Thank you Pup Talk!

A big shout out and thank you to Pup Talk for the great article on BlindTravels! You guys are awesome.

Guide Dogs UK celebrates 90 years!

With Guide Dogs UK celebrating their 90th birthday today, the Shropshire Star took some time to publish a great article and shout out how amazing guide dogs are. The article emphasizes just how much independence working guide dogs give their handlers. I write quite often here on BlindTravels about my guide dog Fauna, who was raised and trained by Guide Dogs for the Blind. She is my first guide and I got her in 2018. I lost my sight in 2000 and waited 17 years before putting my hat into the ring and became a client with Guide Dogs for the Blind. The first time I took Fauna for a route was nothing short f life changing for me, the feeling of being able to travel down the sidewalk knowing that I would not run into anything was exhilarating. The net result of getting Fauna meant that I was now able to travel solo again. We traveled constantly throughout 2019, and took a break for COVID in 20202. Since things have settled down a bit in terms of the virus, we have done more traveling, especially to less-traveled locations.  


Herse a link to the article about Guide Dogs UK celebrating 90 years:


Guide Dogs UK and Guide Dogs for the Blind are donation driven, and if you are looking for a good place to donate that will literally change a person’s life then either of these organizations are amazing places to help out. Guide dogs for the Blind are totally donation supported, and I support them several times a year by donating prints of my photography to auctions with all the proceeds going to Guide Dogs for the Blind. Click either of the links above and you can donate directly from their pages. 

My story

If you are partially sighted and considering getting a guide dog, you can check out my story at the link below, I documented the whole process of traveling to the Guide Dogs for the Blind campus and spending two weeks learning to handle Fauna. 

Getting my first Guide Dog

Guide Dogs UK celebrates 90 years! Congratulations again to Guide Dogs UK! I for one appreciate everything you do for your clients and wish you all the best on your next 90 years! Follow me on social media at the links below. I always love to hear from my readers.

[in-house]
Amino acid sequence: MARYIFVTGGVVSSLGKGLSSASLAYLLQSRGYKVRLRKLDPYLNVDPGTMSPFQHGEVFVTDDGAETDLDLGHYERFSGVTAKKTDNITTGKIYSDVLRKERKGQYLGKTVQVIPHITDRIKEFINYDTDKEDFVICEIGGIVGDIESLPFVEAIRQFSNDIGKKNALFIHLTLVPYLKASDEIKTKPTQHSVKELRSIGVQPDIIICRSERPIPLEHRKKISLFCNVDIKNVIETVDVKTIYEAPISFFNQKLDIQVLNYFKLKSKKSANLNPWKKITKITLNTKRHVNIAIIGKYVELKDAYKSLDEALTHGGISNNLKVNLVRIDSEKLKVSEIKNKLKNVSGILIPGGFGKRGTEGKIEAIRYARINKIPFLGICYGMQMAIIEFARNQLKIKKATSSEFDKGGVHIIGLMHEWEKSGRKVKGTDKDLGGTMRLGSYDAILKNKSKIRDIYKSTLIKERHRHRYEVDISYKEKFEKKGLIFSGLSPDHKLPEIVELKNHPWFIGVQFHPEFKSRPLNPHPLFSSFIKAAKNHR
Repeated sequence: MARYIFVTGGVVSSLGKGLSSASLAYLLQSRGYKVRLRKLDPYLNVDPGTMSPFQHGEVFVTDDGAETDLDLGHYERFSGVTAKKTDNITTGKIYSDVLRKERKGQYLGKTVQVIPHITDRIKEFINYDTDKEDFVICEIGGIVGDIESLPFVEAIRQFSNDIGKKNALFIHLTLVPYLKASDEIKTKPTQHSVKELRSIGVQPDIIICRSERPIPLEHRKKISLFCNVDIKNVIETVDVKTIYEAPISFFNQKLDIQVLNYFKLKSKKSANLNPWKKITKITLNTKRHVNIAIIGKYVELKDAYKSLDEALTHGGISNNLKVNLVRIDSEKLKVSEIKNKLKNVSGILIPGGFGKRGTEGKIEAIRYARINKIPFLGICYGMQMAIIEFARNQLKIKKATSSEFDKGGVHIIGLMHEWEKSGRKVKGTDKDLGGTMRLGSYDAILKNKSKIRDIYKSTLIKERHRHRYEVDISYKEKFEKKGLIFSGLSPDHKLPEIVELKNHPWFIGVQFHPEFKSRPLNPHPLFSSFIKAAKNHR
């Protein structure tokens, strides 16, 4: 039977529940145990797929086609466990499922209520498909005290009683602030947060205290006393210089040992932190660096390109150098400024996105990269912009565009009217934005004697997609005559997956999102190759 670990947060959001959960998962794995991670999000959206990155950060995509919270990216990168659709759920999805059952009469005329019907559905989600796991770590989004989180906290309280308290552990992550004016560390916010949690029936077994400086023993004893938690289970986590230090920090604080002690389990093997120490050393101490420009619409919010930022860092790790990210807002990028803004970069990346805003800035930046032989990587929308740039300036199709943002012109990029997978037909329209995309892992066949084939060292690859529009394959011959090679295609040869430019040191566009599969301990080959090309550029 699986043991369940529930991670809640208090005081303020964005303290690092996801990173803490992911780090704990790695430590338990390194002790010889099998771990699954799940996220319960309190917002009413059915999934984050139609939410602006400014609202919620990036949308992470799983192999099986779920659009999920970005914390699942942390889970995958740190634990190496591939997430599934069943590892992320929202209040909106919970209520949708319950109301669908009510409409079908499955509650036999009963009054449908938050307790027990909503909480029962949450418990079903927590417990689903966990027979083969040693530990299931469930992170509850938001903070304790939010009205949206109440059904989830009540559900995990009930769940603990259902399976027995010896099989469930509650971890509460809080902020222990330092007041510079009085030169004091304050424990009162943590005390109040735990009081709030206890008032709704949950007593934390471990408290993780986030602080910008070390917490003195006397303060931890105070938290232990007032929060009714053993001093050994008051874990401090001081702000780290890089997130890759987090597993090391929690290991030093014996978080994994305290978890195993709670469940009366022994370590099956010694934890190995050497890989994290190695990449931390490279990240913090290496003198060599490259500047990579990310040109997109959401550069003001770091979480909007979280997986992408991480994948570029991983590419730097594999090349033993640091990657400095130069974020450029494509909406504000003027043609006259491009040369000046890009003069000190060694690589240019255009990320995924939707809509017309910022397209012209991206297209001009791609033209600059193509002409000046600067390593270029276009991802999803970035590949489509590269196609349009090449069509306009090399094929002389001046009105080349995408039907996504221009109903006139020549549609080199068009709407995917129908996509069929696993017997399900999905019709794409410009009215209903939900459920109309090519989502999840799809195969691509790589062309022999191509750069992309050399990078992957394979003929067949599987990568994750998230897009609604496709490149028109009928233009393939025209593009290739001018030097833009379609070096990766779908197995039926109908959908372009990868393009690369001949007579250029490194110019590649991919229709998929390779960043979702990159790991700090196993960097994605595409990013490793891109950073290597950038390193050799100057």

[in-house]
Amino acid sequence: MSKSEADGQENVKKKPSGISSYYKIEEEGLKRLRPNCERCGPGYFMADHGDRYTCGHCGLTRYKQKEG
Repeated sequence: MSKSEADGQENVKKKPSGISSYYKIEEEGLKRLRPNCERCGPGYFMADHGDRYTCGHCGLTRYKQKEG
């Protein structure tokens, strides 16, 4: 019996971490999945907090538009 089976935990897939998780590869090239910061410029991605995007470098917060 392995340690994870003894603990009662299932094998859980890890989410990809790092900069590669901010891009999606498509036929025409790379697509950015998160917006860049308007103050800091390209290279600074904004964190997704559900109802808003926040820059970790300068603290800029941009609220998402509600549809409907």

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Ted | Blind Photographer (@nedskee) • Instagram photos and videos


Blind Badminton

Anyone who regularly follows this blog knows that I am a big fan of travel related technology, and how it affects the lives of f he blind and visually impaired community. But, I love to hear and read about technologies being reimagined for new purposes, especially if those purposes allow members of the visually impaired community to participate in activities that were previously unavailable to them, like sports. 

Blind Badminton?

Recently, Yoichi Ochiai, an assistant professor at the University of Tsukuba challenged his students to devise a way for visually impaired participants to play racket sports. The team set out to make one of the most visually demanding games, badminton accessible. They replaced the traditional shuttlecock with a DJI Tello drone and developed a set of rackets (with the strings removed as not to damage the drone) which allow players to “hit” the done to the opponent. The system is still a prototype, and it works with a variety of sensors allowing participants the ability to swing the racket at the drone and change it’s trajectory in predictable ways. 

Te teams have successfully integrated the sensors into the handle of the rackets, and players use the sound of the drone as an auditory cue like you would with beeper ball. The drone flies with a cage around it so that players are safe from the spinning propellers and the rackets do not impact the drone when playing. The system shows a lot of promise and I look forward to seeing how the final version of the system is to play a game with. As with anything else, this technology should be leveraged to allow blind community members to participate in other similar sports like tennis.

Here is a link to the original article:

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Winter is coming!

As summer winds down, and the signs of fall are all around us, it is a great time to think about keeping your dog safe during those wintery walks. While I will gear this article toward guide dog users, this information is appropriate for anyone who loves to venture out and walk their dog in brisk weather. You may be thinking to yourself, but Ted, it was 90 degrees outside yesterday, why are you already talking about winter weather? It is never too early to get prepared for bad weather, and some of the things you do to prepare for cold weather can help you when the temps are toasty outside.

How hot is too hot? How cold is too cold?